For many the Olympics remains the place to let your hair down in likeminded company. Nine years ago ESPN The Magazine offered a rare peak inside this culture, easily the Games’ worst-kept secret, and the stories were even wilder than you’d imagine.

At the London Games’ athlete village, US goalkeeper Hope Solo told ESPN’s Sam Alipour she saw “people having sex right out in the open. On the grass, between buildings, people are getting down and dirty.” Solo even admitted to bringing a celeb back to her bunk, one whose identity will forever remain her “Olympic secret.” Amanda Beard, the two-time gold medal winning swimmer, claimed Olympians “walk around for miles trying to sneak [in sex] somewhere” if they’re given curfews. Alpine skier Carrie Sheinberg said she declined an offer for “some group fun” in exchange for gold medals from two German bobsledders.

Not even we the public can deny the obvious sex appeal of Olympian athletes. Pita Taufatofua, the Tongan flag-bearer who broke the internet with his shirtless appearance at the Rio Games opening ceremony, figures to be a sensation again this year after making his taekwondo team for the third consecutive Olympics. Three years ago he walked in the parade of nations for the 2018 Winter Games, baring his chest again in PyeongChang’s freezing temperatures, while competing in cross-country skiing.

Ryan Lochte, that yardstick of US Olympic bad behavior, whose after-hours exploits in Rio became an international event that far surpassed his golden pursuits in the pool, reckoned that at least 70% of the athletes in the village were sexually active – a figure that sounds about right for a superhuman subset in peak fitness as well under tremendous pressure to perform. What’s more, it’s a figure that all but assures the efforts of Tokyo 2020 organizers will be wasted. Perhaps instead of discouraging sex, they would have been better off discouraging sexism – that other abiding aspect of the Games.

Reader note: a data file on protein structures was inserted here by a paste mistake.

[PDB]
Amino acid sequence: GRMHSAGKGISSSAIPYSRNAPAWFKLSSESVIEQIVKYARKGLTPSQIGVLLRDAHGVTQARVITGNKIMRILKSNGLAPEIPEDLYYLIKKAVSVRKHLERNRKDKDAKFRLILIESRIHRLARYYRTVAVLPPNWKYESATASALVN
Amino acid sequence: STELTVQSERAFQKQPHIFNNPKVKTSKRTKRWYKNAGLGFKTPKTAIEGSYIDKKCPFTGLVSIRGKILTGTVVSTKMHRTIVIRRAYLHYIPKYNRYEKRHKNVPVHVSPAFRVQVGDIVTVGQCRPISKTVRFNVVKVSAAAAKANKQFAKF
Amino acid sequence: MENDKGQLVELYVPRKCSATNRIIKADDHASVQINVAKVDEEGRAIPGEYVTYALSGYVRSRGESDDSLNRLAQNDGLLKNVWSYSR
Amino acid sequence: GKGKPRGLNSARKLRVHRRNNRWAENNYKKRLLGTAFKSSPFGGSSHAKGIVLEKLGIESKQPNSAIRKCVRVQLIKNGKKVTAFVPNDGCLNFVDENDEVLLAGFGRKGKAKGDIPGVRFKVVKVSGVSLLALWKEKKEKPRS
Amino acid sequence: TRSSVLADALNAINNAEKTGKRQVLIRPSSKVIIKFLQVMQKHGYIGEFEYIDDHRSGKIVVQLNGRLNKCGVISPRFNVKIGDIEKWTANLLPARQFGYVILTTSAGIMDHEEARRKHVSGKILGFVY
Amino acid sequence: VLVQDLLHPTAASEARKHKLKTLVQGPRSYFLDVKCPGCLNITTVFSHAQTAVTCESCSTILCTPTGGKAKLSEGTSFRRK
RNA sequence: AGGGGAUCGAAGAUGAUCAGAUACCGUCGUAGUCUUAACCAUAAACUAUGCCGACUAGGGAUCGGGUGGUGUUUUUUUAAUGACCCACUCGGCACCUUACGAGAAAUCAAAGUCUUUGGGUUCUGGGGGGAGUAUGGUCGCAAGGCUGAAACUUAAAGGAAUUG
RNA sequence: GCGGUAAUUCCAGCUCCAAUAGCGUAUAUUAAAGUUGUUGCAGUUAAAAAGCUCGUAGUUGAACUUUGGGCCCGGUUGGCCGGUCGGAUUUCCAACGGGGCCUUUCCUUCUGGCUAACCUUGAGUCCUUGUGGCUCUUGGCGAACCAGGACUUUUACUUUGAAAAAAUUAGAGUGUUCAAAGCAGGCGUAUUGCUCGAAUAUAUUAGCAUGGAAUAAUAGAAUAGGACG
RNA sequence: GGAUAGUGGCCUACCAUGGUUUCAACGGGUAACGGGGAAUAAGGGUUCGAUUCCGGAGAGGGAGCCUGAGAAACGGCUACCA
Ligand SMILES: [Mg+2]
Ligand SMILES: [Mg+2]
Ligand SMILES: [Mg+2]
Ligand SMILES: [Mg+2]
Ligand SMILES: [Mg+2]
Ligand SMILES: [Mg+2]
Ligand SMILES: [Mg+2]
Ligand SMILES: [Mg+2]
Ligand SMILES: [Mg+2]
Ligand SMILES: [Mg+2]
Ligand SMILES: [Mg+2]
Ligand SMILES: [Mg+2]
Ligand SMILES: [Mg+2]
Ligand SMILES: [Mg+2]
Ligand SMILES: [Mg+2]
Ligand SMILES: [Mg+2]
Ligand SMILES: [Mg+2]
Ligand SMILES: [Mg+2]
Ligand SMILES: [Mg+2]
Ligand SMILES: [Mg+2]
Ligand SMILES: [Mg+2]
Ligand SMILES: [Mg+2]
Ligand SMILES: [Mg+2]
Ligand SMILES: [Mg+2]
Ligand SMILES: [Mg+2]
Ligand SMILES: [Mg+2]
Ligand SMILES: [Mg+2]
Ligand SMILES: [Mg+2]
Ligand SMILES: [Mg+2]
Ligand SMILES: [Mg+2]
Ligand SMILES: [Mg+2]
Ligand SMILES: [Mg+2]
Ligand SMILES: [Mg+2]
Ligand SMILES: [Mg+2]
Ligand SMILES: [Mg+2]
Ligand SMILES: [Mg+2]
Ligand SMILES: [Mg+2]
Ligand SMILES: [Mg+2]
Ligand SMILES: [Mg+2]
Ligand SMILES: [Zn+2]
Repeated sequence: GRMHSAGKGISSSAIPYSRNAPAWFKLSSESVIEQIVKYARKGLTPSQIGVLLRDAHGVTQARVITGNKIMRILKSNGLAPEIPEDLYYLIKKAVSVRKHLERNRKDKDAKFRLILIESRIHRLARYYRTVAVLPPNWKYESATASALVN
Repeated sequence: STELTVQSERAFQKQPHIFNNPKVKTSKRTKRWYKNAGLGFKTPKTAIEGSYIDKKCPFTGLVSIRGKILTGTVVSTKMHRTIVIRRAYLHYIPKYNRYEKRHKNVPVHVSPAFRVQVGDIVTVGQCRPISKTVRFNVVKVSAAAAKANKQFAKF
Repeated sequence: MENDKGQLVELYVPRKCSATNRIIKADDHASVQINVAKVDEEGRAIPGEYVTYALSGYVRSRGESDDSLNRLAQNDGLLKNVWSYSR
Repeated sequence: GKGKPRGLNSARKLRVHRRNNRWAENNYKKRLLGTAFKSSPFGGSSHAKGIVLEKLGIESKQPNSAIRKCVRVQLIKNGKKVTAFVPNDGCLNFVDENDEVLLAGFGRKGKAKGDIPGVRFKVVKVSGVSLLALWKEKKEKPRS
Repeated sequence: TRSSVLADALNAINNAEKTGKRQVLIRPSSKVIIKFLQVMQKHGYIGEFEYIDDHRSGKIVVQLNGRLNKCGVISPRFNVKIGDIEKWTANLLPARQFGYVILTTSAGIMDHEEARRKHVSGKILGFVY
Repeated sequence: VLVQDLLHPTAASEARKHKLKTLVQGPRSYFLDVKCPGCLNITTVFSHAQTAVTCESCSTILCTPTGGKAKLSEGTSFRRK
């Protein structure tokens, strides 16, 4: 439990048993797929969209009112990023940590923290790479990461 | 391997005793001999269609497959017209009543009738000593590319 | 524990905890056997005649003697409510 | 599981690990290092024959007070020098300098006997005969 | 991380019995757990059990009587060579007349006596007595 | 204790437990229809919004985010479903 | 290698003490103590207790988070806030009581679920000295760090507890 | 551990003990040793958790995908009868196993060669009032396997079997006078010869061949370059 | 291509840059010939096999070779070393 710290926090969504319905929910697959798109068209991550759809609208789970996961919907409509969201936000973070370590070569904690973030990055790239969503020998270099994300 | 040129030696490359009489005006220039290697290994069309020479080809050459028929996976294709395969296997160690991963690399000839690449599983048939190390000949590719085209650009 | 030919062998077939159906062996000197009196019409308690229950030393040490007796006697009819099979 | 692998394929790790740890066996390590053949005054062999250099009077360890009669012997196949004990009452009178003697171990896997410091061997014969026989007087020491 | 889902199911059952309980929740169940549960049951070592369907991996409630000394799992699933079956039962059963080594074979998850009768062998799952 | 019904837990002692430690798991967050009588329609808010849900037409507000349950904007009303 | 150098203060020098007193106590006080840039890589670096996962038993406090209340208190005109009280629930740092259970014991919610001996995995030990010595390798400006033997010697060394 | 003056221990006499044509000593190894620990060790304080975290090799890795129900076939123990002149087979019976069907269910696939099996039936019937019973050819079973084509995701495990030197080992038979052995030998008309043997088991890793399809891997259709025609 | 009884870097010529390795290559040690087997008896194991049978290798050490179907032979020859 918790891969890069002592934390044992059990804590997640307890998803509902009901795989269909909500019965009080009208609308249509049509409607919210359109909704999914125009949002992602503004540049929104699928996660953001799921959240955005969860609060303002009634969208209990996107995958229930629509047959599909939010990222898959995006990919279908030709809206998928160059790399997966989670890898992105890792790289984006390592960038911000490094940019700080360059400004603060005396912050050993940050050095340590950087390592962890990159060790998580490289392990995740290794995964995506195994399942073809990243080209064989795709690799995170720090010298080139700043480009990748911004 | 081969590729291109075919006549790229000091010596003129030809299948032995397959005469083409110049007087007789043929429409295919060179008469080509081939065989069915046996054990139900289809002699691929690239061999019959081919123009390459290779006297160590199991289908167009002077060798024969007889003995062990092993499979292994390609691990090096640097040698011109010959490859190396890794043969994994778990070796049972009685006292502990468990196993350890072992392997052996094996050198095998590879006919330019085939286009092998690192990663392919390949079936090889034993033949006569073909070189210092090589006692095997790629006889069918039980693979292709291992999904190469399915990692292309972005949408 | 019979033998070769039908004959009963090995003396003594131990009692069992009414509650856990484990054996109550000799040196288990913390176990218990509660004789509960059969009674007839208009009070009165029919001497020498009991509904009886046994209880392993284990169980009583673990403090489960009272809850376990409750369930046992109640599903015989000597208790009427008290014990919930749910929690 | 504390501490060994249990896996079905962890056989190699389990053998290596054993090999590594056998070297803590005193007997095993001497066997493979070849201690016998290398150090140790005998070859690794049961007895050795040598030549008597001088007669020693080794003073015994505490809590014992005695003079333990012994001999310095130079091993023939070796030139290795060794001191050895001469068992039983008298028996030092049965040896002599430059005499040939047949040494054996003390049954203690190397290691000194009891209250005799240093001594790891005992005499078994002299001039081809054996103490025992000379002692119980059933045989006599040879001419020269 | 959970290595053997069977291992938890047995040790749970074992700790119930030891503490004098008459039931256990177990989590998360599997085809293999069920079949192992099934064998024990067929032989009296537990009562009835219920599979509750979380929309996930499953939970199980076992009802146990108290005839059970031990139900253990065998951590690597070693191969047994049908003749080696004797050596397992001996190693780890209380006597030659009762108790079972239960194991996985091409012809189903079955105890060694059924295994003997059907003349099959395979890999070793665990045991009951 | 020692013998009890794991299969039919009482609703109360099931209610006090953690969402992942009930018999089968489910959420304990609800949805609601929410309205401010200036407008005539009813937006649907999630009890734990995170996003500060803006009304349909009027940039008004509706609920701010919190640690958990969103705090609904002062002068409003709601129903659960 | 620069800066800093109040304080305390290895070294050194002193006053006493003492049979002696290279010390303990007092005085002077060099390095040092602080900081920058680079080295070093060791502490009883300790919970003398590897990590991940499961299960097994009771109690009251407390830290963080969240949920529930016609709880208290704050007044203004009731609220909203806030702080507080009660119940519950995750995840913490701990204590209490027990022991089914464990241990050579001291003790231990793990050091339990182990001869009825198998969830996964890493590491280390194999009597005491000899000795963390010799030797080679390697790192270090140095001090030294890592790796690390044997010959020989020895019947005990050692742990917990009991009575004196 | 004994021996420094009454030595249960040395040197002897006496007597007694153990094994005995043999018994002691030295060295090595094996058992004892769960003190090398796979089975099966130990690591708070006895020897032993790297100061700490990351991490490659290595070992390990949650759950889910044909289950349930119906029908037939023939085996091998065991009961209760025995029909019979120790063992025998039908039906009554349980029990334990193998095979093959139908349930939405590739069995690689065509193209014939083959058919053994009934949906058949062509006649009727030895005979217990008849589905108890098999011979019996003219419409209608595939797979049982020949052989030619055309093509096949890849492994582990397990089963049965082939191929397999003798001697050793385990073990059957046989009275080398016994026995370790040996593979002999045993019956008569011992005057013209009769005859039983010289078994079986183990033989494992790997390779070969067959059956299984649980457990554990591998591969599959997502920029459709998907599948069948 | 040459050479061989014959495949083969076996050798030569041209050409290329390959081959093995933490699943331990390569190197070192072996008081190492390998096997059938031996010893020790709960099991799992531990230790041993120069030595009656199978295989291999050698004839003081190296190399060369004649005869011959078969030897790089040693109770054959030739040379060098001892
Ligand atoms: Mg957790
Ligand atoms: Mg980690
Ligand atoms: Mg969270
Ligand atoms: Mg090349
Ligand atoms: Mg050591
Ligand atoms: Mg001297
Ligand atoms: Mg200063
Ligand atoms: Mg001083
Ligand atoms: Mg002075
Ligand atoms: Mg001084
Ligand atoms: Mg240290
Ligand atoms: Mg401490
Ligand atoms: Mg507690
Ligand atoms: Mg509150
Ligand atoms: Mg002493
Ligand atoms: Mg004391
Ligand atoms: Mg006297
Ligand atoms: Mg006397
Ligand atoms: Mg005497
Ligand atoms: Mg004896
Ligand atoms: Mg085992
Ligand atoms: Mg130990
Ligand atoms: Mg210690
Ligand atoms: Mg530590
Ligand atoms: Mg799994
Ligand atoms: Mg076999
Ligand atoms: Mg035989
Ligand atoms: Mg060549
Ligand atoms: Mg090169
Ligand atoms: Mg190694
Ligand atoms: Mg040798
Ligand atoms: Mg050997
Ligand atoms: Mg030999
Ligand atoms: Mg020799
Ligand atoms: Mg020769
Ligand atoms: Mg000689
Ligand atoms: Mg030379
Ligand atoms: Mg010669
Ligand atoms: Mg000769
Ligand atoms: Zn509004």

Instead, we had the Norwegian women’s beach handball team incurring $177 fines for wearing biker shorts because their federation insists that they wear bikinis with “tight-fitting” sports bras and bottoms that aren’t “more than ten centimeters on the sides.” Meanwhile, Olivia Breen, Team GB’s double Paralympic track and field world champion, was cited for wearing too-short bottoms, even though she had been competing in similar briefs for years. Other than basketball, soccer and softball, it seems that women athletes are the ones who always have to wear skimpy outfits in the name of capturing that coveted 18-to-34 male demographic.

Here’s where Olympic organizers could step in. They could set wider dress code parameters and leave women competitors to decide the sex appeal. As for the sex itself: fellas, come on. Where have you been the last decade? If it was as easy as taking away a few condoms, abstinence education wouldn’t be a multibillion dollar failure.

But if Tokyo organizers are being honest with themselves, they like having it both ways. They like the whiff of sex without the actual follow-through, without sticky debates around, say, the difference between Laurel Hubbard’s Olympic breakthrough and Caster Semenya’s ban – because what’s more commercial than a tease? And if those same buttoned-up authorities should be so bold as to pin the Covid positives that are doubtless looming over the horizon on athletes hopscotching from one cardboard bed to the next, remember: they’re the prudes who insisted on this entire setup in the first place.